Non-binary people are often forgotten and left out when discussing the issues, rights and demands of the LGBT community. Even the language used is, more-often-than-not, constructed on the basis that only two genders exist: men and women. When non-binary identities are discussed, some of the most common views phrased and questions raised have to do with how little sense it makes to be non-binary, and how non-binary people are inventing new identities for attention.
This is probably due to the fact that the people who say these things haven’t experienced their own gender out of the binary, or that they haven’t allowed themselves to reconsider the concept of gender in any way, because we have been taught from early on that our gender is determined by the genitals we are born with. However, things are more complex than that.
What is gender? What is sex?
We grow up being told that our gender is determined by our sex – that whether we are a man or a woman has to do with what genitals and reproductive systems we are born with. Yet gender and sex now considered even by biology to be found in spectrums, rather than in separate, distinct boxes.
What we call a person’s “sex characteristics” is their biology: not just their external genitalia, but a combination of their chromosomes, sex hormones and how they operate in puberty, gonads, and anatomy. A certain combination has been agreed by the scientific community to lead to assign the female sex at a baby when it’s born, a different combination has been agreed to lead to the assignment of the male sex, and there are also people born with biological sex characteristics that don’t fall directly in a specific category that the medical community has agreed to specify as “male” or “female”.
As for a person’s gender identity, it’s generally expected to conform to the sex assigned at birth. However, gender identity sometimes doesn’t align to the assigned gender. Gender identity is the way a person experiences their gender. If someone’s gender identity is different than their assigned gender, they’re trans. If it’s the same, that person is cis.
What is a gender binary? What does it mean to identify out of it?
The gender binary is a system based on the idea that all people belong to one of two genders: male or female. The gender binary is an arbitrary system that varies among different societies and spatio-temporal contexts.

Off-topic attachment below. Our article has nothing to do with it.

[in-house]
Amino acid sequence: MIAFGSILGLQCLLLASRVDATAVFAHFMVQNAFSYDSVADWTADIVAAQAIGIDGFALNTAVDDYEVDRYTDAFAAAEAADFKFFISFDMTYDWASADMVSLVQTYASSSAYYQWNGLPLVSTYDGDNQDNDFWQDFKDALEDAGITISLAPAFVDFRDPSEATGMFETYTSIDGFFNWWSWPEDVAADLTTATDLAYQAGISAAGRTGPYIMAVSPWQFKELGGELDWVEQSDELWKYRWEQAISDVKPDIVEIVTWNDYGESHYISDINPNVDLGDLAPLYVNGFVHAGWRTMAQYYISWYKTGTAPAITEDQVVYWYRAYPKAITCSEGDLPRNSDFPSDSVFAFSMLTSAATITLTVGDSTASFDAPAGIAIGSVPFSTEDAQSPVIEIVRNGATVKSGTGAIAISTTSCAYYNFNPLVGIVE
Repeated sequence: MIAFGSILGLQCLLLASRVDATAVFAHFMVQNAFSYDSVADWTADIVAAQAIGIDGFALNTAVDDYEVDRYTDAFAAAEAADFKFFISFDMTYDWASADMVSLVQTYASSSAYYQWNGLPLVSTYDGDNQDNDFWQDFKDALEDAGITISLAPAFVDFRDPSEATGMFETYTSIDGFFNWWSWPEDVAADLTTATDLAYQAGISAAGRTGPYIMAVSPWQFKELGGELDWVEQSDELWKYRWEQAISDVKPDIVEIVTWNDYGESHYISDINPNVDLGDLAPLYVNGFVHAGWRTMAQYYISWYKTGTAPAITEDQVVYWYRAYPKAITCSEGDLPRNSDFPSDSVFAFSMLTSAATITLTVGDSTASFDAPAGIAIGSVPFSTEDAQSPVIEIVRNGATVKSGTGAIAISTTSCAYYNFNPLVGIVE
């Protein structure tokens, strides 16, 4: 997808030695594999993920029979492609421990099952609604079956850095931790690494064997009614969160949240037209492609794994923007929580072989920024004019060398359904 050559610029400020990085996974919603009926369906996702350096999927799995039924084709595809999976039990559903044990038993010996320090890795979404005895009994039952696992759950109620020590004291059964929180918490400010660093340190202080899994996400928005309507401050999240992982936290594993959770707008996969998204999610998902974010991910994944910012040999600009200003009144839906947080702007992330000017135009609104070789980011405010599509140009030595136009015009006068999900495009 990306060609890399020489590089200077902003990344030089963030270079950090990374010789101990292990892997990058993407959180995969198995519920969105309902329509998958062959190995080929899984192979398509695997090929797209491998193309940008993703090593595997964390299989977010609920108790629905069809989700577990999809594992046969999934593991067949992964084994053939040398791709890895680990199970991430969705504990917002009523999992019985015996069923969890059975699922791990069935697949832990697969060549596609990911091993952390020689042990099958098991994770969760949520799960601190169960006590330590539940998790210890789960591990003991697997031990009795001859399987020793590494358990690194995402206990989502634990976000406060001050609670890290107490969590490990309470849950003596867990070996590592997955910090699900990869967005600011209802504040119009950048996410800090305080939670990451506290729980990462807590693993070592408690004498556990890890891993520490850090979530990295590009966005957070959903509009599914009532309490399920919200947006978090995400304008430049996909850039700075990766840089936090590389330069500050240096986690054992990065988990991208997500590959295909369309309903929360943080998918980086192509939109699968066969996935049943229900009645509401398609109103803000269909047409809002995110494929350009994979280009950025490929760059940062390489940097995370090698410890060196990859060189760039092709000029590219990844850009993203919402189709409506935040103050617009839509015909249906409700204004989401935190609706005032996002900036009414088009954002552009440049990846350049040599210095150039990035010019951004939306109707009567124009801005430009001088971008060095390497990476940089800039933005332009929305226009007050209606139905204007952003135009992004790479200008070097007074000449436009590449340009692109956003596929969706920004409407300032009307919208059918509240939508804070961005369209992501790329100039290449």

Some people identify outside the gender binary, which means that they feel neither as a man nor as a woman.
Does being non-binary have anything to do with your sexuality?
Gender identity and sexual orientation are different things. Being non-binary has to do with who you are – it means that you are neither a man nor a woman. Your sexuality has to do with whom you are attracted to. Non-binary people can have any sexual orientation: they may be bisexual, or pansexual, identify as gay, straight, or asexual, and so on.
Can non-binary people transition?
Some non-binary people wish to undergo medical transition, like go through hormonal treatment, perform a surgery or multiple surgeries. Medical transition must be allowed and accessible to all people who fall under the trans umbrella. Other non-binary don’t wish to change anything about their bodies. None of the two choices makes a person’s identity more or less valid.
Do non-binary people experience dysphoria?
Some non-binary people do experience body dysphoria, some don’t. Some non-binary people experience social dysphoria, for example when misgendered at the street. Speaking only by my personal experience, I don’t particularly like being called specifically “a girl” or “a woman”, and it may negatively affect my mood, but I’m not out to most people as non-binary and I don’t feel particular discomfort with my birthname, or if people call me either “she” or “they”. Of course that means once again that every non-binary person experiences their gender in a different way, and no story is descriptive of everyone in the community.
But how can someone be neither a man nor a woman? It makes no sense!
Some of my friends have also asked me these questions after I told them that I have started considering that I am non-binary – always with good intentions. I can almost relate to that question. I had it myself a couple of years ago, identifying as a cis woman, never having met any non-binary people, and just starting to learn about the term online. I remember trying to think of ways in which someone can grasp their existence outside the categories of “man” and “woman”, and failing to do so.
This happens because, from a very young age, we are taught that being a man or a woman – and behaving, dressing, and feeling according to the norms society dictates to fall under these categories – is extremely intrinsic and constitutive of one’s identity and personhood. Therefore, if you have grown into a binary system and haven’t ever experienced your gender as non-binary – which, for some people happens early on, but for others it’s blurry a process that may take years – it may be hard to understand how a gender outside the binary – or the absence of a gender – can work. Listen to the non-binary people who wish to share their experiences! It’s the best way to learn!
What is the non-binary experience like?